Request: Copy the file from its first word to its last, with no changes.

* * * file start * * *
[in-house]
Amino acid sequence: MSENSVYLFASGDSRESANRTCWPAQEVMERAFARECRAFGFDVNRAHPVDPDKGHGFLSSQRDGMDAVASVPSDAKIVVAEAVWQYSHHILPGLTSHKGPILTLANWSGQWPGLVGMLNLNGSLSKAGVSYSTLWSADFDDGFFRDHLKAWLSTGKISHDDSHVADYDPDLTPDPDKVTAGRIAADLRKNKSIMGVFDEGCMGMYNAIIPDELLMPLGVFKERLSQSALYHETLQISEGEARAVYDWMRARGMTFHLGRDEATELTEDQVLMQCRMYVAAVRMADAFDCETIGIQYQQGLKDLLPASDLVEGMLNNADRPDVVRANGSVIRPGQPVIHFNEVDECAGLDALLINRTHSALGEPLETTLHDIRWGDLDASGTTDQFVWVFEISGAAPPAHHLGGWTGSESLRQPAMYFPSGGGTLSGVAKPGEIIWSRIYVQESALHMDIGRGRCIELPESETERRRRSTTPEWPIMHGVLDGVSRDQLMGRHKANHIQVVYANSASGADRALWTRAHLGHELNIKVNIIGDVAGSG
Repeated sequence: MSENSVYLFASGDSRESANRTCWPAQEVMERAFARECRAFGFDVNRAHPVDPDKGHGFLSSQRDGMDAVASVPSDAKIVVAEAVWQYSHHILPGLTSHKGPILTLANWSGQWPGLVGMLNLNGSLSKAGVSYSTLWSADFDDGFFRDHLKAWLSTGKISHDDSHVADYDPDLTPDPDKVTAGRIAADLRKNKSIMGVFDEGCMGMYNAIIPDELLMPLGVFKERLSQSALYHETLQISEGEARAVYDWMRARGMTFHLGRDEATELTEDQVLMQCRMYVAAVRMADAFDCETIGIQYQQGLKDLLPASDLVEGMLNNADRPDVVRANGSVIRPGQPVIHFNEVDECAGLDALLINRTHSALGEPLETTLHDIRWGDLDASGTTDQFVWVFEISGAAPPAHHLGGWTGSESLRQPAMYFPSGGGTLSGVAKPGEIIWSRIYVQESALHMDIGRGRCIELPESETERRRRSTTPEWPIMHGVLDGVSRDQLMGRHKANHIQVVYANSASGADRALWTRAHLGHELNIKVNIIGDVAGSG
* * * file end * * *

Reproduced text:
[in-house]
Amino acid sequence: MSENSVYLFASGDSRESANRTCWPAQEVMERAFARECRAFGFDVNRAHPVDPDKGHGFLSSQRDGMDAVASVPSDAKIVVAEAVWQYSHHILPGLTSHKGPILTLANWSGQWPGLVGMLNLNGSLSKAGVSYSTLWSADFDDGFFRDHLKAWLSTGKISHDDSHVADYDPDLTPDPDKVTAGRIAADLRKNKSIMGVFDEGCMGMYNAIIPDELLMPLGVFKERLSQSALYHETLQISEGEARAVYDWMRARGMTFHLGRDEATELTEDQVLMQCRMYVAAVRMADAFDCETIGIQYQQGLKDLLPASDLVEGMLNNADRPDVVRANGSVIRPGQPVIHFNEVDECAGLDALLINRTHSALGEPLETTLHDIRWGDLDASGTTDQFVWVFEISGAAPPAHHLGGWTGSESLRQPAMYFPSGGGTLSGVAKPGEIIWSRIYVQESALHMDIGRGRCIELPESETERRRRSTTPEWPIMHGVLDGVSRDQLMGRHKANHIQVVYANSASGADRALWTRAHLGHELNIKVNIIGDVAGSG
Repeated sequence: MSENSVYLFASGDSRESANRTCWPAQEVMERAFARECRAFGFDVNRAHPVDPDKGHGFLSSQRDGMDAVASVPSDAKIVVAEAVWQYSHHILPGLTSHKGPILTLANWSGQWPGLVGMLNLNGSLSKAGVSYSTLWSADFDDGFFRDHLKAWLSTGKISHDDSHVADYDPDLTPDPDKVTAGRIAADLRKNKSIMGVFDEGCMGMYNAIIPDELLMPLGVFKERLSQSALYHETLQISEGEARAVYDWMRARGMTFHLGRDEATELTEDQVLMQCRMYVAAVRMADAFDCETIGIQYQQGLKDLLPASDLVEGMLNNADRPDVVRANGSVIRPGQPVIHFNEVDECAGLDALLINRTHSALGEPLETTLHDIRWGDLDASGTTDQFVWVFEISGAAPPAHHLGGWTGSESLRQPAMYFPSGGGTLSGVAKPGEIIWSRIYVQESALHMDIGRGRCIELPESETERRRRSTTPEWPIMHGVLDGVSRDQLMGRHKANHIQVVYANSASGADRALWTRAHLGHELNIKVNIIGDVAGSG